For those who haven’t figured it out, Clover Raymond is a pen name I use while writing articles and opinion pieces for Associated Content. I am actually Crystal-Rain Love, an author of the following romance genres: contemporary, romantic suspense, and paranormal.
I generally try to keep my writing life separate from my AC identity, but today I will not because today I am going to share with you why e-piracy is such a bad thing, and who it hurts.
I have the ability to see where my website visitors are coming from, and since the release of Blood Curse (Blood Revelation Book One), my first print release, I have seen a barrage of visitors, the majority of which are from outside the US.
Naturally, any onslaught of visitors is exciting as the author can imagine how this increase in visitation will result in sales. Then we get the royalty statements and see the sales we’ve made are nowhere near the same as the amount of visitors to our sites.
So we do the searches on Google.
And we find the sites where our books have been uploaded and are available for illegal downloading.
Some of these sites charge a user fee, making money off our hard work, and some just offer everything up for free, “sharing the craft”.
The authors of these books receive absolutely nothing. Basically, we are flat-out robbed.
Oh, people can preach about how downloading has helped the music industry until they are blue in the face. We don’t care. Books are not the same as songs. Musicians still have concerts and other promotional materials they can sell to make money. Downloading may work for the music industry. It does NOT work for authors.
Today I found twenty-three separate files of my five published books available on one piracy site. On this one single site, there have been over 70,000 downloads of which I received absolutely nothing, nor did my publishers who have a vested interest in the work of their authors.
I am not honored that my work has been read 70,000 times by thieves.
I am especially not honored by the fact that Moonlit Watcher has been downloaded over 9,000 times today. Moonlit Watcher was written to benefit charity. I don’t get a dime of it either way it goes so before anyone starts spouting off about how greedy I am, my ire over this particular illegal downloading is due to the fact that I’ve done the math. By uploading Moonlit Watcher to a piracy site, some lowlife scum has effectively stolen from the American Heart Association, the charity this book was written for. If those 9000+ downloads had been legitimate sales (which, by the way, are only $2.50), AHA would have received over $24,000. Instead, with the combined sales of all twenty-eight titles in the 28 Days of Heart charity campaign, we raised about $7,000 in one month. $7,000 in one month from legitimate sales of twenty-eight books versus $24,000 that could have been raised off one book in one day. Yes, it infuriates me.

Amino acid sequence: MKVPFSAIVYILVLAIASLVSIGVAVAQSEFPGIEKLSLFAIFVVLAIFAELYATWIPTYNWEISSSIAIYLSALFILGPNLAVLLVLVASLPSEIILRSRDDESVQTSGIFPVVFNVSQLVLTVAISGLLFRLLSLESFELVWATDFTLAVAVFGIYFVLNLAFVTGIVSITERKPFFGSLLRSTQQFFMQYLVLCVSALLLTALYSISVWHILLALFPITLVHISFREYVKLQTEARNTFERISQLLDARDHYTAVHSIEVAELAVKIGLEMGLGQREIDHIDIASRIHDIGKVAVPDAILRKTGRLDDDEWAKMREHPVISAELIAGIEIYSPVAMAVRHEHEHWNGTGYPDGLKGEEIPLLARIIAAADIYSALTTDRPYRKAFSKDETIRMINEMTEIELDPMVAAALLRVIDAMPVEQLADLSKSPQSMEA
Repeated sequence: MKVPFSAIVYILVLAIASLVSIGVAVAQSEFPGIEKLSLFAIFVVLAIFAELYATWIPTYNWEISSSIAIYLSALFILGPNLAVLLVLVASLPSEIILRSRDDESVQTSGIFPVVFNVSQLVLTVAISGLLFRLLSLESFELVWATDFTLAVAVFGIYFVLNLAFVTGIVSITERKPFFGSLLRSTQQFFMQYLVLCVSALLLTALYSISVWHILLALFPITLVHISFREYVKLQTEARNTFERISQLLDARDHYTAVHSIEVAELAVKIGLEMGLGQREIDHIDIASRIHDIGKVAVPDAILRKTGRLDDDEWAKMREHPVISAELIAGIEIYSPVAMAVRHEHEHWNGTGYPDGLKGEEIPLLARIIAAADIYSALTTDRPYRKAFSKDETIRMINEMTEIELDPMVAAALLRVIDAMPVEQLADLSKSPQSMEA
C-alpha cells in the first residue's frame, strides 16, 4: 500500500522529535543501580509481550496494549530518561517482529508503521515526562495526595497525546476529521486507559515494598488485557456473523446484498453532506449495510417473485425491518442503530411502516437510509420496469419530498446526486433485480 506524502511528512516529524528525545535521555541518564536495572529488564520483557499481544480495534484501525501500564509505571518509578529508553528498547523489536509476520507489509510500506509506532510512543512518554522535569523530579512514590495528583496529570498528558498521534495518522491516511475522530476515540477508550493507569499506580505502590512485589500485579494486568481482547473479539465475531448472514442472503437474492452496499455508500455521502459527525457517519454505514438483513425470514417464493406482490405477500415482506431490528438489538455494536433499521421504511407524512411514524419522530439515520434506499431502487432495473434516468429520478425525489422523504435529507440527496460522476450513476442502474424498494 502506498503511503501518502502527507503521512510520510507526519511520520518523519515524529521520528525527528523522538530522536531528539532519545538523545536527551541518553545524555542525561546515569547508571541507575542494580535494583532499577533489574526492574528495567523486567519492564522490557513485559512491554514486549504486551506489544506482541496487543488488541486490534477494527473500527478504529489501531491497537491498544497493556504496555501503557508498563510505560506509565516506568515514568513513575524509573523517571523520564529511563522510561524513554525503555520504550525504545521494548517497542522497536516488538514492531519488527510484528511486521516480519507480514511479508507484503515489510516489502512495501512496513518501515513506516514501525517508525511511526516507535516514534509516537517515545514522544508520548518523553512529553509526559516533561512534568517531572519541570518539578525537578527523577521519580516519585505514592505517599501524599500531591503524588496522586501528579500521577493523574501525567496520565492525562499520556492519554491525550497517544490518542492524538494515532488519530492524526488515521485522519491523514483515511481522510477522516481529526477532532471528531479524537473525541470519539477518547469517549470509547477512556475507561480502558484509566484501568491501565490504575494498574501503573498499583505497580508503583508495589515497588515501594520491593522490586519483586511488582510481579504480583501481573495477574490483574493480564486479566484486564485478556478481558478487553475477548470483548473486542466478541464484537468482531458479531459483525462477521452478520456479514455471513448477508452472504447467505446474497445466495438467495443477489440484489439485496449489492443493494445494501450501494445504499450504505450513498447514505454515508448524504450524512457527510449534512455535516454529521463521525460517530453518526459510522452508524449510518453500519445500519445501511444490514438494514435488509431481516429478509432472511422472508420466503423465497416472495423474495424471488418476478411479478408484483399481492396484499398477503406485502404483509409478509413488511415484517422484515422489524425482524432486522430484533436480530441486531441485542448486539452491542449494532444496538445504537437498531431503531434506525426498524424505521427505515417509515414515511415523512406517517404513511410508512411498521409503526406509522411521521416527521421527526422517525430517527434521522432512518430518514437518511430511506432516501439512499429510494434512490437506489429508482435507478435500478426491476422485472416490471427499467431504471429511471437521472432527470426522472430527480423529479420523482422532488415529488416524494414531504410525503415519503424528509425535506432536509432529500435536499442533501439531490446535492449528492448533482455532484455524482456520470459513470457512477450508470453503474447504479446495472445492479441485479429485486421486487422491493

I am not touched that people like my books so much they request them to be uploaded to these sites rather than purchasing them. It is hard to find any sort of pleasure in people reading my books for free when I have spent the last seven months trying to support my three children and keep my home while desperately searching for a job. Yes, people, I am a victim of the downturn in the US economy. I lost my job and unlike the stereotype of unemployed people who sit around all day living it up while collecting their checks I have been avidly searching for employment. Despite 15-20 applications sent out each week and numerous interviews where employers try to narrow the pool of 400+ applicants for each job to just one lucky applicant I have found nothing. How wonderful would it be if I could actually make a living off the sales of my books?
I had two books available for purchase the entirety of last year, and I made around $200 total. I found this surprising considering the heavy traffic to my website. Well, it is not a surprise anymore. Why would I make money when all people have to do is troll my site for new material and request it to be uploaded to a piracy site rather than purchase it? One person buys one copy of my book and uploads it so thousands of people can download it for free with no further compensation coming my way. In the end, I make about $2.00 despite that same book being read by thousands.
Doesn’t seem very fair, does it?
Know what else is unfair? The way authors are attacked when we dare mention our displeasure over being ripped off. No person would go to work for weeks or months at a time if they were not to be compensated. It takes weeks, months, even years for some authors to write one book. I myself average six months per novel, which is a step-up from the year it used to take when I first started out. Considering the time it takes to complete a novel, is it any surprise we want to be compensated? Wouldn’t you want to be compensated for your work?
Oh, wait. Writing is a hobby, not a job. Sure. All that revising, editing, and writing of synopses and queries (which, by the way, most authors hate to do) is just fun. Yes, authors write because they enjoy creating fictional characters and worlds. This doesn’t mean it’s easy. We go through rejection and criticism constantly. And even if this is “what we love” how does that justify us not getting paid? Should an accountant who loves working with numbers not get paid to do his job? That doctor who just saved your life loves her job, too. She enjoys saving people so let’s not pay her for that. How dare people make money by doing something they enjoy?
And for those who think writing a book is not work, you go through the countless revisions and heartache it takes to get a book published while constantly working on honing your skills and tell me it’s not work.